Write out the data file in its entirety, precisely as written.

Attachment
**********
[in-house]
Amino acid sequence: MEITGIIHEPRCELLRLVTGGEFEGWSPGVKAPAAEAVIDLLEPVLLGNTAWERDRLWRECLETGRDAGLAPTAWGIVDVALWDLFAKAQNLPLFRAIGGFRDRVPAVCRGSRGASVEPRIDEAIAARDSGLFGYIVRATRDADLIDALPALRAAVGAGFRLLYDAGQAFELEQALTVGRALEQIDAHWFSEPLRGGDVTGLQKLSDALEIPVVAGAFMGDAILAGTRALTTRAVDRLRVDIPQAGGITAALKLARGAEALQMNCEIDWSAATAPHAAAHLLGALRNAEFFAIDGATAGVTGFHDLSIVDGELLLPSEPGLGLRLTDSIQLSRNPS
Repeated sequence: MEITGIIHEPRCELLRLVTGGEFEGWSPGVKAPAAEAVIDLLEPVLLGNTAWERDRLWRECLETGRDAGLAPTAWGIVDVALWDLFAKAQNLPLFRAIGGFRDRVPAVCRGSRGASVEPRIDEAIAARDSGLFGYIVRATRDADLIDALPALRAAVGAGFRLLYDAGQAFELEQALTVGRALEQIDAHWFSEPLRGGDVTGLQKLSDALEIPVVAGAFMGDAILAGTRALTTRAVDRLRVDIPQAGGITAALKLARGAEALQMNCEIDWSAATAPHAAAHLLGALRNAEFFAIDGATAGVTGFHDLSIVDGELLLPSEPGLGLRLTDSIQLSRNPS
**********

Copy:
[in-house]
Amino acid sequence: MEITGIIHEPRCELLRLVTGGEFEGWSPGVKAPAAEAVIDLLEPVLLGNTAWERDRLWRECLETGRDAGLAPTAWGIVDVALWDLFAKAQNLPLFRAIGGFRDRVPAVCRGSRGASVEPRIDEAIAARDSGLFGYIVRATRDADLIDALPALRAAVGAGFRLLYDAGQAFELEQALTVGRALEQIDAHWFSEPLRGGDVTGLQKLSDALEIPVVAGAFMGDAILAGTRALTTRAVDRLRVDIPQAGGITAALKLARGAEALQMNCEIDWSAATAPHAAAHLLGALRNAEFFAIDGATAGVTGFHDLSIVDGELLLPSEPGLGLRLTDSIQLSRNPS
Repeated sequence: MEITGIIHEPRCELLRLVTGGEFEGWSPGVKAPAAEAVIDLLEPVLLGNTAWERDRLWRECLETGRDAGLAPTAWGIVDVALWDLFAKAQNLPLFRAIGGFRDRVPAVCRGSRGASVEPRIDEAIAARDSGLFGYIVRATRDADLIDALPALRAAVGAGFRLLYDAGQAFELEQALTVGRALEQIDAHWFSEPLRGGDVTGLQKLSDALEIPVVAGAFMGDAILAGTRALTTRAVDRLRVDIPQAGGITAALKLARGAEALQMNCEIDWSAATAPHAAAHLLGALRNAEFFAIDGATAGVTGFHDLSIVDGELLLPSEPGLGLRLTDSIQLSRNPS